For flash separation, on the other hand, gases liberated from the oil are kept in intimate contact with the liquid phase. As a result, thermodynamic equilibrium is established between the two phases and separation takes place at the required pressure.
Comparing the two methods, one finds that in differential separation, the yield of heavy hydrocarbons (intermediate and heavy groups) is maximized and oil-volume shrinkage experienced by crude oil in the storage tank is minimized. This could be explained by the fact that separation of most of the light gases take place at the earlier high-pressure
stages; hence, the opportunity of loosing heavy components with the light gases in low-pressure stages is greatly minimized. As a result, it may be concluded that flash separation is inferior to differential separation because the former experiences greater losses of heavy hydrocarbons that are carried away with the light gases due to equilibrium conditions.
Nevertheless, commercial separation based on the differential concept is very costly and is not a practical approach because of the many stages required. This would rule out differential separation, leaving the flash process as the only viable scheme to affect gas–oil separation using a small number of stages, a close approach to
differential separation is reached by using four to five flash separation stages.
GAS–OIL SEPARATION EQUIPMENT
The conventional separator is the very first vessel through which the well effluent mixture flows. In some special cases, other equipment (heaters, water knockout drums) may be installed upstream of the separator.
The essential characteristics of the conventional separator are the following:
1. It causes a decrease in the flow velocity, permitting separation of gas and liquid by gravity.
2. It always operates at a temperature above the hydrate point of the flowing gas.
The choice of a separator for the processing of gas–oil mixtures containing water or without water under a given operating conditions and for a specific application normally takes place guided by the general classification.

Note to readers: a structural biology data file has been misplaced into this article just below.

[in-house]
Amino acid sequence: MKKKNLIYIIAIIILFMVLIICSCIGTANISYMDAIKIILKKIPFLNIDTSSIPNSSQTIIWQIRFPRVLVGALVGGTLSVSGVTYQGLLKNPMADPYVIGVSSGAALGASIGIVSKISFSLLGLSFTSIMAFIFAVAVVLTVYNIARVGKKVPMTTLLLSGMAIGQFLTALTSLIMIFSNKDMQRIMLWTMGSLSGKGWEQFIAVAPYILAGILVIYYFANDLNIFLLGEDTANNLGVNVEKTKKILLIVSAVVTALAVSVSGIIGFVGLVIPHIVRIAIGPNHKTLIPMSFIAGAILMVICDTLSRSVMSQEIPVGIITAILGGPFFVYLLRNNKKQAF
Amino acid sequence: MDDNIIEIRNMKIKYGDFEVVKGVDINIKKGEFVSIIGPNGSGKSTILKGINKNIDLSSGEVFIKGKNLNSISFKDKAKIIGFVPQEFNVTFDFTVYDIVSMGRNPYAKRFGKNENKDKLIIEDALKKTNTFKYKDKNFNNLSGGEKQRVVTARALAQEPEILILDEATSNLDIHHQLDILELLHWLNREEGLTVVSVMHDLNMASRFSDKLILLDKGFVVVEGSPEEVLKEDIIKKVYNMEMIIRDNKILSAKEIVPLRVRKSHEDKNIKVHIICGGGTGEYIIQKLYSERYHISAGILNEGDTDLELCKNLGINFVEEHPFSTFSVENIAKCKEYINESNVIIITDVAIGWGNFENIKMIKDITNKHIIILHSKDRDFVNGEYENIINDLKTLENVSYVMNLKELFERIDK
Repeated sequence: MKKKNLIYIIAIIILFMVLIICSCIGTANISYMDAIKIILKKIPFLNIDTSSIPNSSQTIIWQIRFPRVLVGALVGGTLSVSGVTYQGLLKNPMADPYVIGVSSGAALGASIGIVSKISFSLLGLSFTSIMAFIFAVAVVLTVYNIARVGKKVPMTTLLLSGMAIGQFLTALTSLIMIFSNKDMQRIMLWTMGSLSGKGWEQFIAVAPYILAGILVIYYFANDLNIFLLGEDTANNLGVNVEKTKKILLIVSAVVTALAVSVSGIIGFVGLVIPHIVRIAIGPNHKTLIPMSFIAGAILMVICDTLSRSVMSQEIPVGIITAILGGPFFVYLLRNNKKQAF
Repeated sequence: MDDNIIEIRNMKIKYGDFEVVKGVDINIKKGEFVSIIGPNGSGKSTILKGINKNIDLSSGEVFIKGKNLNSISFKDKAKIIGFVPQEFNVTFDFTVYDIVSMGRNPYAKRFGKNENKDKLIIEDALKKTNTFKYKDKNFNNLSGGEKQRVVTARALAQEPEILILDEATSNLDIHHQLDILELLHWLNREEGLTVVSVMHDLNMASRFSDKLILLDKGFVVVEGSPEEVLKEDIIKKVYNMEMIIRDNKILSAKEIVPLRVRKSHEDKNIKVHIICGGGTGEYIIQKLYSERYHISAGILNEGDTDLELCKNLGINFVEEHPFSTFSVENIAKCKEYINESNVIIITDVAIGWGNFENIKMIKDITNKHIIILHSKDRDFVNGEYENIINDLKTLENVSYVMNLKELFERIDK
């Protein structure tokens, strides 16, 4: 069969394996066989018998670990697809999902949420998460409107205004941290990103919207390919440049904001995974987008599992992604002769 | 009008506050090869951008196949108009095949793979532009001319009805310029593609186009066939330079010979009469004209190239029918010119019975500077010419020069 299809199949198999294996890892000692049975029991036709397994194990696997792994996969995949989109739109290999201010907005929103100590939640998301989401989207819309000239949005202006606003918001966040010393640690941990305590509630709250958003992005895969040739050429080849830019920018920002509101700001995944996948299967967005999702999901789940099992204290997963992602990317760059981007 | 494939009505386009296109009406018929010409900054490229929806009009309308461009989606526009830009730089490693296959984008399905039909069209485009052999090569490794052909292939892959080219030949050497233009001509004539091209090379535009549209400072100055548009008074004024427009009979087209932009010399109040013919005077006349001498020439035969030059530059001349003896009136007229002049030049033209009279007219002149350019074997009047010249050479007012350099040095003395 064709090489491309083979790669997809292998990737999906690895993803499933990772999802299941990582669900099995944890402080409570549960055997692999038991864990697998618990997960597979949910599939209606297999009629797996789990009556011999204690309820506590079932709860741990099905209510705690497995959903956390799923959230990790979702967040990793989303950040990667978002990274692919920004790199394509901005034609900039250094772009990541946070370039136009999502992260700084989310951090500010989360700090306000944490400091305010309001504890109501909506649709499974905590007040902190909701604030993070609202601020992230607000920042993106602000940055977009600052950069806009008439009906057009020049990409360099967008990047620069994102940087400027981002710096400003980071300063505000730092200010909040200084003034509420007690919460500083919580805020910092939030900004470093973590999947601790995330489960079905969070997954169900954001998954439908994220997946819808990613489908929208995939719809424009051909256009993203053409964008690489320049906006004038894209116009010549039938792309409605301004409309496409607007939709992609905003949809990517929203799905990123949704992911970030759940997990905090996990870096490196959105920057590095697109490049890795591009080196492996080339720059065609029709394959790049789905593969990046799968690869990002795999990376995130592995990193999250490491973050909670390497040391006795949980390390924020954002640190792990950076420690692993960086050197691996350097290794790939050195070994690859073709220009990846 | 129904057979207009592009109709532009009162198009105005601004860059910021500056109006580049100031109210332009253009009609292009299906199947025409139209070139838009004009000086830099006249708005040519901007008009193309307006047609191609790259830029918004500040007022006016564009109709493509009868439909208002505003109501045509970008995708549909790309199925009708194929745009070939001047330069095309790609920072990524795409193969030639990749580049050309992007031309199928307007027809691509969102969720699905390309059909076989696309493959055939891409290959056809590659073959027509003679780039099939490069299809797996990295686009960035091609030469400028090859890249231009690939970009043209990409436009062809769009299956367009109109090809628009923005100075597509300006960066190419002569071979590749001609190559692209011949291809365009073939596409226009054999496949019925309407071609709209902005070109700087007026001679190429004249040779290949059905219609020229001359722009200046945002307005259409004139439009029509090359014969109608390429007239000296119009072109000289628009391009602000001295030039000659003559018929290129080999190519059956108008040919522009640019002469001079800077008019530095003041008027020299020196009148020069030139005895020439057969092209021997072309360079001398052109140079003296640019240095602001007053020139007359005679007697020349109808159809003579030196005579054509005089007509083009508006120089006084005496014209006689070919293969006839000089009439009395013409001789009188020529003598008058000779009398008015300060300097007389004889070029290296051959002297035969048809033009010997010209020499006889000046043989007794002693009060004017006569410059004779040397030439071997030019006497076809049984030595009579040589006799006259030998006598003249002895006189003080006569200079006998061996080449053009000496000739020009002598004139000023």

Functional Components of a Gas–Oil Separator
Regardless of their configuration, gas–oil separators usually consist of four functional sections:
1. Section A: Initial bulk separation of oil and gas takes place in this section. The entering fluid mixture hits the inlet diverter.
This causes a sudden change in momentum and, due to the gravity difference, results in bulk separation of the gas from the oil. The gas then flows through the top part of the separator and the oil through the lower part.
2. Section B: Gravity settling and separation is accomplished in this section of the separator. Because of the substantial reduction in gas velocity and the density difference, oil droplets settle and separate from the gas.
3. Section C: Known as the mist extraction section, it is capable of removing the very fine oil droplets which did not settle in the gravity settling section from the gas stream.
4. Section D: This is known as the liquid sump or liquid collection section. Its main function is collecting the oil and retaining it for a sufficient time to reach equilibrium with the gas before it is discharged from the separator.
In separating the gas from oil, a mechanical mechanism could be suggested which implies the following two
(a) To separate oil from gas: Here, we are concerned primarily with recovering as much oil as we can from the gas stream. Density difference or gravity differential is responsible for this separation. At the separator’s operating condition of high pressure, this difference in density between oil and gas becomes small (gas law). Oil is about eight times as dense as the gas. This could be a sufficient driving force for the liquid particles to separate and settle down. This is especially true for large-sized particles, having diameter of 100 mm or more. For smaller ones,
mist extractors are needed.
(b) To remove gas from oil: The objective here is to recover and collect any non solution gas that may be entrained or ‘‘locked’’ in the oil. Recommended methods to achieve this are settling, agitation, and applying heat and chemicals.
1. Petroleum and Gas Field Processing – H. K. Abdel-Aal and Mohamed Eggour.
2. Oil & Gas Production Handbook.